Dar es Salaam. Hundreds of students from 14 universities in the country were yesterday plunged into uncertainty after the Tanzania Commission for Universities (TCU) directed that they be transferred to other campuses due to irregularities at their current colleges.
TCU announced in Dar es Salaam that it had revoked the accreditation for two universities, ordered five to stop their curriculum activities and barred seven others from admitting new students.
TCU executive secretary Charles Kihampa said the colleges at which the students were studying lacked the necessary financial and human resources to provide quality education.
He thus ordered that their students be transferred with immediate effect. The two universities whose accreditation was revoked are Teofilo Kisanji University (TEKU-Tabora Centre) and St John University of Tanzania (SJUT-Msalato Centre in Dodoma Region). Those that were barred from admitting new students are Kampala International University-Tanzania (KIUT), Teofilo Kisanji (TEKU), Marian University (MARUCo), Cardinal Rugambwa University (CARUMUCo), Sebastian Kolowa(SEKOMU), St John University of Tanzania (SJUT-St. Mark’s Centre) and United African University of Tanzania (UAUT).
Prof Kihampa said, however, that the move would not affect continuing students.
“Continuing students are obliged to go on with their studies and should not be affected by the decision, but the universities should not admit new students at any level until further notice.”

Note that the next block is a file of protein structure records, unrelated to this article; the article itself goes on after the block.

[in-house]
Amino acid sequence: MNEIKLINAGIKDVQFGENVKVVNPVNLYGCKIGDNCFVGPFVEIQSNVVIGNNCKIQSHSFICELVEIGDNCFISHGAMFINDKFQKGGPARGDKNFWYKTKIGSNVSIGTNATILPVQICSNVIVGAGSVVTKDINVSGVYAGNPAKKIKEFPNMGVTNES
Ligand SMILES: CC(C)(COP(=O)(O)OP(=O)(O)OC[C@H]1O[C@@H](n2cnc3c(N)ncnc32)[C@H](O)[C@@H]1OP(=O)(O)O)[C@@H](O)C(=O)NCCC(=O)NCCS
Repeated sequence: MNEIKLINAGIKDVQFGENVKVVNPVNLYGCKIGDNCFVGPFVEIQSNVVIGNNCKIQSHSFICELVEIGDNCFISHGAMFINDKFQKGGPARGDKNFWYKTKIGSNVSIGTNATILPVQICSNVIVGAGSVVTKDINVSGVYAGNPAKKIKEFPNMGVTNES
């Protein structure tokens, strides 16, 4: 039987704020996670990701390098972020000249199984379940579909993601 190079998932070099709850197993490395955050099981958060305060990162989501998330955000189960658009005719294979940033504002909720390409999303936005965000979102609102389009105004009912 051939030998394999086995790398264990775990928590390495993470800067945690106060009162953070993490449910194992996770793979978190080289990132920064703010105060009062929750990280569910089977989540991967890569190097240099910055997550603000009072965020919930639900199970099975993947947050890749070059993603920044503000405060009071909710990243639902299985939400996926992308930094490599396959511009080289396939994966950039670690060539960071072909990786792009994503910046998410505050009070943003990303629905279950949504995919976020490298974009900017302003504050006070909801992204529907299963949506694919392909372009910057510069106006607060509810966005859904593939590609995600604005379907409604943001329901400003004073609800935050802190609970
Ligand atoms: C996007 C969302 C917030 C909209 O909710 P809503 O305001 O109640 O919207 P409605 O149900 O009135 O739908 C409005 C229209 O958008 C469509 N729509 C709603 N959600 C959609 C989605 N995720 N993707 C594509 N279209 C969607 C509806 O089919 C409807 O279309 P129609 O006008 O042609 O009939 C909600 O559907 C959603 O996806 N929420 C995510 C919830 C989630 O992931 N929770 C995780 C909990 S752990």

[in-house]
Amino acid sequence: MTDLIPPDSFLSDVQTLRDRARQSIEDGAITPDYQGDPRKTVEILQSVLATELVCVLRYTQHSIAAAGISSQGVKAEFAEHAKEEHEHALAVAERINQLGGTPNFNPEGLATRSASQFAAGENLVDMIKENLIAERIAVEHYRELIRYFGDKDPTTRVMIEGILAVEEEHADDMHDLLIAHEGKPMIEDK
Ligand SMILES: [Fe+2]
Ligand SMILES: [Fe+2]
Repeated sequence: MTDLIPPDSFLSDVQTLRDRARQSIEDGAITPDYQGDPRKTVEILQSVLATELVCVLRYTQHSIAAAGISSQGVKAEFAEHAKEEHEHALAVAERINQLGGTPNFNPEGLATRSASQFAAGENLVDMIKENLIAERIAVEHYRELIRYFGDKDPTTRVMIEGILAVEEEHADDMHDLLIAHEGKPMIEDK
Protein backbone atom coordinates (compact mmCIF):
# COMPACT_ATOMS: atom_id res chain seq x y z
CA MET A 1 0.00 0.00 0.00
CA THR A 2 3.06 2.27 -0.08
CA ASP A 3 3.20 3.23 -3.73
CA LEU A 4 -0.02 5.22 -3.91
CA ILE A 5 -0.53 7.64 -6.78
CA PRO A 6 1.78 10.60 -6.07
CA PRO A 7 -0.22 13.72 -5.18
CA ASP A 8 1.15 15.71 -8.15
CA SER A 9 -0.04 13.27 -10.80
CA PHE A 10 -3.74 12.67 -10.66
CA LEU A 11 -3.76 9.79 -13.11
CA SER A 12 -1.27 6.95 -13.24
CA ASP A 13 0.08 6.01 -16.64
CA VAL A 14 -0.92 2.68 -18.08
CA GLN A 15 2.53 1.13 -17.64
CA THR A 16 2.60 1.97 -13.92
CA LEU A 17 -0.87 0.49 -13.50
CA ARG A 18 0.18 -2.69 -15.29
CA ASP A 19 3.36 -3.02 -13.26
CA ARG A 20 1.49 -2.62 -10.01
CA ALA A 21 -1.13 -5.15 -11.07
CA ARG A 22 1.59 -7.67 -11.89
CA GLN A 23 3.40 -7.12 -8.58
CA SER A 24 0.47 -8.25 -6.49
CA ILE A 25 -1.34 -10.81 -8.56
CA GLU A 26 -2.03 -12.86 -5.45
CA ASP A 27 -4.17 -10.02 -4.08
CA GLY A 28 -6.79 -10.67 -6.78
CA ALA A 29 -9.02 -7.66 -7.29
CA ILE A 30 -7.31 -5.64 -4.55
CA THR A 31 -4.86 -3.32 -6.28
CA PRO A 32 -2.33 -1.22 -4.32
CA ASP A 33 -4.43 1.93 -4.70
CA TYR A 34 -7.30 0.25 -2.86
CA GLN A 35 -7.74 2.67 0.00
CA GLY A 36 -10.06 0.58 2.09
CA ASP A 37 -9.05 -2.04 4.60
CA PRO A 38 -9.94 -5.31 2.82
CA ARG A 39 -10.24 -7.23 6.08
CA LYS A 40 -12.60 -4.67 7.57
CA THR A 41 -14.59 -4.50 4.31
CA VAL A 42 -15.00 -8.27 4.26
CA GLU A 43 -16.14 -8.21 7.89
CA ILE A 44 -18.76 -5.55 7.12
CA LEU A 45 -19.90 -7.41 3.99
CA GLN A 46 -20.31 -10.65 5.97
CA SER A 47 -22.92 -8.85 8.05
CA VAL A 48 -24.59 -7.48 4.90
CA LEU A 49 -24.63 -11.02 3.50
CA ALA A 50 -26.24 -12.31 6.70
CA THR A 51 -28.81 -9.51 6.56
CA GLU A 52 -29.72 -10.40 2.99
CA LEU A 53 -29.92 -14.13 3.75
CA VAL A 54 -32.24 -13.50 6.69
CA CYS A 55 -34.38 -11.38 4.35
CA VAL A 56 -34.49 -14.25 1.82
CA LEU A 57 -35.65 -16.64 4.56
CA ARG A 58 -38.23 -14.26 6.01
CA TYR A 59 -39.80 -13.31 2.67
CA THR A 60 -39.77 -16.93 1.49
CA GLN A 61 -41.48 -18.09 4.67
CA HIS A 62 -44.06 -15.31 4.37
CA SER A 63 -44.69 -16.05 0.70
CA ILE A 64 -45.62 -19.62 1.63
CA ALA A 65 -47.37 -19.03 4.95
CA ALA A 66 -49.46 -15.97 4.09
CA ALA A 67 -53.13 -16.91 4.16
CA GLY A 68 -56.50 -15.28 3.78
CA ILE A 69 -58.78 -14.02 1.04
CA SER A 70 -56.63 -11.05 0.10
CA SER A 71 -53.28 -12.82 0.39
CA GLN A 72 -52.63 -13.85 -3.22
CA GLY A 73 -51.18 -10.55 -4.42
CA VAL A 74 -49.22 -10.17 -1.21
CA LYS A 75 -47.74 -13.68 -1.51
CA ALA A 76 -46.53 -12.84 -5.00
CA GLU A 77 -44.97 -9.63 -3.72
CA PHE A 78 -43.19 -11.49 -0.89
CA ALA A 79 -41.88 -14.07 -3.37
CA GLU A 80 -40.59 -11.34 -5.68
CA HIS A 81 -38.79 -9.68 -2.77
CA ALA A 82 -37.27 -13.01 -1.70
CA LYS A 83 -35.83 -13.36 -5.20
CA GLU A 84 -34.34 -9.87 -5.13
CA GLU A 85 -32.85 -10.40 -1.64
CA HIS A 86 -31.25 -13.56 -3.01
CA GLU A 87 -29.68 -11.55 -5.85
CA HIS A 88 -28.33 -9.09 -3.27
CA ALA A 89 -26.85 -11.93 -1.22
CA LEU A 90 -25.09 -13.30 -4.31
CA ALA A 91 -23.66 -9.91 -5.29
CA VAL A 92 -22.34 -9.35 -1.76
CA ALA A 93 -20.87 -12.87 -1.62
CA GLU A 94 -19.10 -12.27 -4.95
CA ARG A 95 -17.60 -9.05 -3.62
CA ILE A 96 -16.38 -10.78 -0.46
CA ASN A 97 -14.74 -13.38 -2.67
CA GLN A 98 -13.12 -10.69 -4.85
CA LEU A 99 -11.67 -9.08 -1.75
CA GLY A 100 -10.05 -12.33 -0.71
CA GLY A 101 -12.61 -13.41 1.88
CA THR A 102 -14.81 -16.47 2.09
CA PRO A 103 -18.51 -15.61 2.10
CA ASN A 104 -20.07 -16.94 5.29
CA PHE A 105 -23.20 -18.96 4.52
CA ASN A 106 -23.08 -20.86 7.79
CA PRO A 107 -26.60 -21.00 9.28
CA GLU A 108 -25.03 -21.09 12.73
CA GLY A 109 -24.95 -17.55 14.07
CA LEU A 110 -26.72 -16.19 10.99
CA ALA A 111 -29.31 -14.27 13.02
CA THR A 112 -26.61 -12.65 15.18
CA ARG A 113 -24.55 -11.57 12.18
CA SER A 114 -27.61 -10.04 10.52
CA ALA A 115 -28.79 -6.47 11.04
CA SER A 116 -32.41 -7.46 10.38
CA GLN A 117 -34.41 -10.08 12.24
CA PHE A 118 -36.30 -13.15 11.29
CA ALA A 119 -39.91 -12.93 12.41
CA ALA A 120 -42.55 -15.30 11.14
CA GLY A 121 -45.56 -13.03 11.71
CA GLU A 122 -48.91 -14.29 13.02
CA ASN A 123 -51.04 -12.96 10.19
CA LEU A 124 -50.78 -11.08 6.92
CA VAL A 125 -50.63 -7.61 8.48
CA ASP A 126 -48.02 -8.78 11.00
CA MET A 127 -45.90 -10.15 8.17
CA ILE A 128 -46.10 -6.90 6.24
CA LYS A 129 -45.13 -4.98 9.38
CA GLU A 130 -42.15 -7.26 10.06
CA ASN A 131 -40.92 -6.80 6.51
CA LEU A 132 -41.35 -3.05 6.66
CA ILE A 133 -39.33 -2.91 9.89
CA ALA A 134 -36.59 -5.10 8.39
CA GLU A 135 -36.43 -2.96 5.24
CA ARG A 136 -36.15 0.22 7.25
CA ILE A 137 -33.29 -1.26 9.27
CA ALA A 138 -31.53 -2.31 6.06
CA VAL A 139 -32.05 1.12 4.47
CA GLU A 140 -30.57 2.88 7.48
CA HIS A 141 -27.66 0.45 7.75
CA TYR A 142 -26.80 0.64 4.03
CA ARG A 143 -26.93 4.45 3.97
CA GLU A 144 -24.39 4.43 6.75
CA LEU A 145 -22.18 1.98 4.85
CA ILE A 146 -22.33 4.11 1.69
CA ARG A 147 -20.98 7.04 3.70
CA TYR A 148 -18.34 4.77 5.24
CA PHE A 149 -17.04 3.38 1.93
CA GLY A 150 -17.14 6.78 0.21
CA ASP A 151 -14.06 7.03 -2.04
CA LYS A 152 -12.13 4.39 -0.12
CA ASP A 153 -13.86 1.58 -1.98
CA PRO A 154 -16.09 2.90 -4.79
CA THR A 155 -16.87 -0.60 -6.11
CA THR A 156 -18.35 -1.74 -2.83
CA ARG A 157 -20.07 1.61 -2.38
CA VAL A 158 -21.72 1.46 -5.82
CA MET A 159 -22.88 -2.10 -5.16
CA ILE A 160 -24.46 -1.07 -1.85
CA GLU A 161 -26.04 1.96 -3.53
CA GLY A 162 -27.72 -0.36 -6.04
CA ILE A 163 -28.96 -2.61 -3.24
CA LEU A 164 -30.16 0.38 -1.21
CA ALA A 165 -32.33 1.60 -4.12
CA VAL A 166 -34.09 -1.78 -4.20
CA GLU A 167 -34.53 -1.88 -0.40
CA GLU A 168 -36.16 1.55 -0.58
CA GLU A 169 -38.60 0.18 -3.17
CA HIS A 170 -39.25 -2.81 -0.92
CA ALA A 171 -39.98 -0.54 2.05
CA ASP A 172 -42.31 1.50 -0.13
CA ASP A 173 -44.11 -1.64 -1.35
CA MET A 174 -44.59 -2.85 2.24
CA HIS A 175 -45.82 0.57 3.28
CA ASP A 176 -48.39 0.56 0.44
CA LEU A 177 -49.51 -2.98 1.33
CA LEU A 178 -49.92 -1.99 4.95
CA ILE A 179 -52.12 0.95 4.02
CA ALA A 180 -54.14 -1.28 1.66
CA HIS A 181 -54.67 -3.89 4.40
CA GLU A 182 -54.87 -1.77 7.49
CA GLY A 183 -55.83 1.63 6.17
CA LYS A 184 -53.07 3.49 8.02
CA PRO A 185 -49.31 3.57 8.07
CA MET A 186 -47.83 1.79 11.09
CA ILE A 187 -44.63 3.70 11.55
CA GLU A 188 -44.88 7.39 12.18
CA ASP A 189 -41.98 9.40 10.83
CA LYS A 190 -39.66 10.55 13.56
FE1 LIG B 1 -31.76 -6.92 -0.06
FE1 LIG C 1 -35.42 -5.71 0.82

Five other universities have been instructed to stop their teaching activities until the TCU issues further notice.
They are Mount Meru University (MMU), Bagamoyo University (UoB), Eckernforde Tanga University (ETU), Jomo Kenyatta University of Agriculture and Technology (JKUAT-Arusha Centre) and Josiah Kunitaftia University (JOKUCo).
Leaders of students’ organisations reacted in disbelief, saying TCU’s decision had come at short notice as many students had a few months left to complete their studies.
A student leader at Eckernforde Tanga University (ETUSO), Mr Michael Mbezi, said,“We are really surprised by this decision. It clearly indicates that nobody cares about students from poor families. There are 342 of us expected to graduate in the next eight months. How come that we are being transferred to another university?” he queried.
He said that he wasn’t against TCU decision, but he expected to have been involved at the early stages before the decision was made.
Mr Mbezi revealed that he and other students had jointly written a letter stating the reasons as to why they would not accept to be transferred until the government intervened.
“We have students here who are working in Tanga, others have their families? We will write to (Education minister) Prof Ndalichako asking her to intervene,” he added.
For his part, Tanzania Higher Learning Institutions Students Organisation (Tahliso) secretary John Mboya told The Citizen that students who will be transferred to other universities were likely be affected if there is no proper grading mechanism at the universities they would be taken to.
“In 2015 students who were transferred to UDOM from St Joseph were seriously affected by the grading system that was far different from the one they were used to,” he said.
He pleaded with the institutions that will receive the students to create a conducive environment for the new students and enable them to adapt.
The Citizen contacted one of the effected universities. The acting vice chancellor of the University of Bagamoyo, Prof Elifuraha Mtalo, said the institution had stopped registering students since 2016 following TCU’s directive and currently had 154 students.